- Gold prices carry bounce off $1,901.52, the lowest in two weeks.
- US dollar gains, mixed sentiment triggered the bullion’s biggest daily slump since April 2013.
- Risk catalysts to keep the driver’s seat ahead of the US CPI data.
Gold picks up the bids near $1,926.70 during the pre-Tokyo Asian session on Wednesday. The bullion dropped by around $120 the previous day, marking the biggest drop since late-April 2013, amid market’s rush to the US dollar. Though, the recent risk reset seems to have favored the pullback moves.
Consolidation or a trend change?
Although challenges to the US-China relations and uncertainty surrounding the American stimulus stay on the table, the market’s profit booking from gold’s magnanimous surge is less likely to defy the bulls unless any positive headlines.
Recently, Fox Business News (FBN) cited the US House Republican Leader Mitch McConnell to suggest no coronavirus (COVID-19) relief talks by the policymakers could be undertaken on Tuesday. On the other hand, the White House Adviser Larry Kudlow’s statement that China is fulfilling trade obligations can’t justify the Trump administration’s executive orders sanctioning officials from Beijing and the moves to term goods from Hong Kong as “Made in China”. It should also be noted US President Donald Trump also said that phase one deal with China means “very little” to him. Further, the Republican leader’s rhetoric to rekindle vaccine hopes also fails to convince the market optimists.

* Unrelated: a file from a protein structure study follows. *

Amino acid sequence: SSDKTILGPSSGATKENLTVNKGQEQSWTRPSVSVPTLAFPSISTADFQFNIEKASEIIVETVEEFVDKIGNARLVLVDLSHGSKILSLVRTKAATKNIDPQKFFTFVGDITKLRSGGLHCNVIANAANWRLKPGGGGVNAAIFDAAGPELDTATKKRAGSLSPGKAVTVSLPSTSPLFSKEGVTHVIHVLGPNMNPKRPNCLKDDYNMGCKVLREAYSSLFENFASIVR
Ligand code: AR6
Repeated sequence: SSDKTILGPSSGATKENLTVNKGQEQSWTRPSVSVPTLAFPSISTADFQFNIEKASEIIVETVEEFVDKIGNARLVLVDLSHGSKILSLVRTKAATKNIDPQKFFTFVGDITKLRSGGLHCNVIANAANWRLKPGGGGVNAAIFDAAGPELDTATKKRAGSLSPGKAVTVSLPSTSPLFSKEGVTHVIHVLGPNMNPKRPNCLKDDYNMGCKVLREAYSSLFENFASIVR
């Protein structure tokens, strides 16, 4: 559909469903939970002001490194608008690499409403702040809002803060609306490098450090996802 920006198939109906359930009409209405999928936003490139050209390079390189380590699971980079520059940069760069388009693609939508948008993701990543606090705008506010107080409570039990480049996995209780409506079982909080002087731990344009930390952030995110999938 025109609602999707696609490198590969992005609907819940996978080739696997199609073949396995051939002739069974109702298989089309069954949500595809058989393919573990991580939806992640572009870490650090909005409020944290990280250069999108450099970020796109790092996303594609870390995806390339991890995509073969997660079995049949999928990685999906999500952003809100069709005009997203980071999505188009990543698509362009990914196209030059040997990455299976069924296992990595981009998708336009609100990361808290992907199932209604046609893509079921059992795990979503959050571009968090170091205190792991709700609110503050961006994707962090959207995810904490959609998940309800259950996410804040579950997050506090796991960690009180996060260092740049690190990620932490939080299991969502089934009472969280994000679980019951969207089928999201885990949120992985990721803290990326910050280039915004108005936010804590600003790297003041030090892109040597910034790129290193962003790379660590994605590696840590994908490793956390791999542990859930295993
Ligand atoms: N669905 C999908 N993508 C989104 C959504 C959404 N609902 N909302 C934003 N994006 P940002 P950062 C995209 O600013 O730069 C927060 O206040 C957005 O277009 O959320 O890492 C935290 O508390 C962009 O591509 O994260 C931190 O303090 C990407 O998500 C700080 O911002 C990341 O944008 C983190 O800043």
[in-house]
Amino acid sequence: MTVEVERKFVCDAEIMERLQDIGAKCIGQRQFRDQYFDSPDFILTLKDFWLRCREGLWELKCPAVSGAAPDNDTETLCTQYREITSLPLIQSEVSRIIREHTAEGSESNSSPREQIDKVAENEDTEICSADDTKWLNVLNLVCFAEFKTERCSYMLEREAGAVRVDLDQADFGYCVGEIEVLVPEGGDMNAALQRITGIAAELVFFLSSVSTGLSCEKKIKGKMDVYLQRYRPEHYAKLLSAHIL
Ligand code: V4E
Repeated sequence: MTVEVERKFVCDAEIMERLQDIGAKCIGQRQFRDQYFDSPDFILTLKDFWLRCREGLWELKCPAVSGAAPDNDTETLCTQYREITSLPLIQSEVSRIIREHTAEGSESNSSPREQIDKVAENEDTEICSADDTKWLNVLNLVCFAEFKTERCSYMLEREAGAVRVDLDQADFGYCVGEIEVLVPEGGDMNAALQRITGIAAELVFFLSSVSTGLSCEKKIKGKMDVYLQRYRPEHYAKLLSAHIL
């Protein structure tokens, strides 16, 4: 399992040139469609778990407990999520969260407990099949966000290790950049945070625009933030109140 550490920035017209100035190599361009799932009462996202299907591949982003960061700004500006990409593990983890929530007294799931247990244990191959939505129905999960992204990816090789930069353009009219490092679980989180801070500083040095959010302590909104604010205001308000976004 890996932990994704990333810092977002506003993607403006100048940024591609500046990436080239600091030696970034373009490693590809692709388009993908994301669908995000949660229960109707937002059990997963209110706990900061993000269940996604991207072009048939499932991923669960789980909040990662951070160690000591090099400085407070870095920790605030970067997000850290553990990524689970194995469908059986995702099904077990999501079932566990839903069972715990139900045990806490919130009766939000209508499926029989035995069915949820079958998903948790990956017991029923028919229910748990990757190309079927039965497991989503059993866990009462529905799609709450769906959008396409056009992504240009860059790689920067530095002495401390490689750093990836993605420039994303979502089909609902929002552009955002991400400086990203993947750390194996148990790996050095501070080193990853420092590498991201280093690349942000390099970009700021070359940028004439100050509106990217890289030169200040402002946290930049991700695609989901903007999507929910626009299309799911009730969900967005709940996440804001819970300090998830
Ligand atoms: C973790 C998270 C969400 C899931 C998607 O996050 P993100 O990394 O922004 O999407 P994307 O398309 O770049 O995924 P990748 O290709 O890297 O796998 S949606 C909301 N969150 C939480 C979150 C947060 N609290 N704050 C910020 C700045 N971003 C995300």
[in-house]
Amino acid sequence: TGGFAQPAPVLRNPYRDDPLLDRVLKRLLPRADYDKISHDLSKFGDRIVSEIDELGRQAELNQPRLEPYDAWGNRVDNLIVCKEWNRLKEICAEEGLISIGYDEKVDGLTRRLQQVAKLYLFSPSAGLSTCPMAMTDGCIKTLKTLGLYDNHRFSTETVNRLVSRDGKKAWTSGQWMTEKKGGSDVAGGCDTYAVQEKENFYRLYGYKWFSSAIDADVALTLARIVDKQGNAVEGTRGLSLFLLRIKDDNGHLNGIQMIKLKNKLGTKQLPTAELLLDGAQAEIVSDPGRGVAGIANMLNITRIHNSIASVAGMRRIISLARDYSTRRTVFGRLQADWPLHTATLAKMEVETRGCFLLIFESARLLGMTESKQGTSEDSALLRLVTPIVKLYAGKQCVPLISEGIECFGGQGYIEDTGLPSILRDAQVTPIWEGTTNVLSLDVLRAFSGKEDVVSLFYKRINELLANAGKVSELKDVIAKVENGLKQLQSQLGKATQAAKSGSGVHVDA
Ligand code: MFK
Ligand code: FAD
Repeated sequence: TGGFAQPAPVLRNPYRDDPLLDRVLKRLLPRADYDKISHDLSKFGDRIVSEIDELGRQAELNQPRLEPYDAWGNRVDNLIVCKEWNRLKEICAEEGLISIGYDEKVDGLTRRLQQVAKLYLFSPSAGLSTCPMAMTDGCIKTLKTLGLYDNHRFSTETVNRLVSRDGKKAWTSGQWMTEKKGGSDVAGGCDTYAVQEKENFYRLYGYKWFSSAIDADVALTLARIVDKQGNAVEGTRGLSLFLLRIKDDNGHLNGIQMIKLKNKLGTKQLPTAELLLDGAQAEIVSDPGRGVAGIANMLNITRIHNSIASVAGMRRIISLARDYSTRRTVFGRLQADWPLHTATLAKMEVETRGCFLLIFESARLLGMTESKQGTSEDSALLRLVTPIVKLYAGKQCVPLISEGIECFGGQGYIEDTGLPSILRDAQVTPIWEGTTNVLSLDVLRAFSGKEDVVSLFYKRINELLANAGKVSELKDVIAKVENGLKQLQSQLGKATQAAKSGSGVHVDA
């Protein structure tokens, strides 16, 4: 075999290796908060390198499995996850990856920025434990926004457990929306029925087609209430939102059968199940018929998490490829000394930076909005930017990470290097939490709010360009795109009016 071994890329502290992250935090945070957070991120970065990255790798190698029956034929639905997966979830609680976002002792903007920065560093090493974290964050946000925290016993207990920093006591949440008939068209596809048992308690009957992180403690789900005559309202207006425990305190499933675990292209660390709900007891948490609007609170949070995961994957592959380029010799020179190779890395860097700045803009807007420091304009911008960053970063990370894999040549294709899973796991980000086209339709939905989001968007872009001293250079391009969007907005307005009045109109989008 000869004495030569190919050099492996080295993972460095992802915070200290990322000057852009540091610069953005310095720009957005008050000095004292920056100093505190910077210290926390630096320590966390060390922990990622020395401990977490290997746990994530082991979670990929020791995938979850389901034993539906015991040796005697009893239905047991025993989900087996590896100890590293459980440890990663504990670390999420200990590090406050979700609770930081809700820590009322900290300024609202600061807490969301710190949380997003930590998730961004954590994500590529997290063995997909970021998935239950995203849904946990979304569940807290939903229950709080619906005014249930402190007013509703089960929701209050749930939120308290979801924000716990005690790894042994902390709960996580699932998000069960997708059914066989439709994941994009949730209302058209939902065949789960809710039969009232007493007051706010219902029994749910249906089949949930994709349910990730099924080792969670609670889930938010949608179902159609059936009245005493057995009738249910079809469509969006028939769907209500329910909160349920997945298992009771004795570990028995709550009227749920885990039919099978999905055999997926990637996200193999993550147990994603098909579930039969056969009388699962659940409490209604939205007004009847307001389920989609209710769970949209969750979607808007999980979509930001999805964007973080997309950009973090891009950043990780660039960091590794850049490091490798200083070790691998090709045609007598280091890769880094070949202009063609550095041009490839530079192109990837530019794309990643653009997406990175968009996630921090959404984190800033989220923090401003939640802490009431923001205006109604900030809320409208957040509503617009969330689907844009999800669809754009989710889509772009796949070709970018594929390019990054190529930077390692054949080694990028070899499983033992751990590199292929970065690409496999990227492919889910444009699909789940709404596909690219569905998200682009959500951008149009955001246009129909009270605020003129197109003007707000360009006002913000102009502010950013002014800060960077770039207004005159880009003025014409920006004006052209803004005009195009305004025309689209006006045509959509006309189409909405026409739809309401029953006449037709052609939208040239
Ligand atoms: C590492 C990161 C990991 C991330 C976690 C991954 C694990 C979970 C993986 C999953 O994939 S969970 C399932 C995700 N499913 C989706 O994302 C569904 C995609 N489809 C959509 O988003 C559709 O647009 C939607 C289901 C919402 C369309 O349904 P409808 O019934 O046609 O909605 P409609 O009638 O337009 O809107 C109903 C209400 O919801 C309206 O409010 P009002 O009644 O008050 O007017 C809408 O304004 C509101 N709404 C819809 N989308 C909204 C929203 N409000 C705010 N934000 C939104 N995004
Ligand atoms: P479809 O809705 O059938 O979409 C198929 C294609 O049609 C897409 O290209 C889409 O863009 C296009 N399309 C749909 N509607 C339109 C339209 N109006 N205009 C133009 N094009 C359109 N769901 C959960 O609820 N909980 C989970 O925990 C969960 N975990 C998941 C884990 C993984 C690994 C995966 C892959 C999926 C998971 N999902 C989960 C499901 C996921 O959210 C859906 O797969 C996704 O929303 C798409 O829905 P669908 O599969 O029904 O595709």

The reason could be traced from the fresh coronavirus (COVID-19) case in New Zealand and a sustained, but the recently slow, rise in the news cases in Australia and the US.
Against this backdrop, S&P 500 Futures follow Wall Street’s footsteps while declining to 3,333, down 0.07% on a day.
Looking forward, traders will keep eyes on the risk catalysts wherein the US stimulus talks and Sino-American news may join virus updates to occupy the front rows. Additionally, the US Consumer Price Index (CPI) for July, expected to rise from 0.6% to 0.8% on YoY, will also be the key to watch.
An ascending trend line from March, at $1,867 now, restricts the yellow metal’s downside past-$1,900 nearby support. However, the bulls are less likely to regain controls unless the quote rises past-$2,000 mark.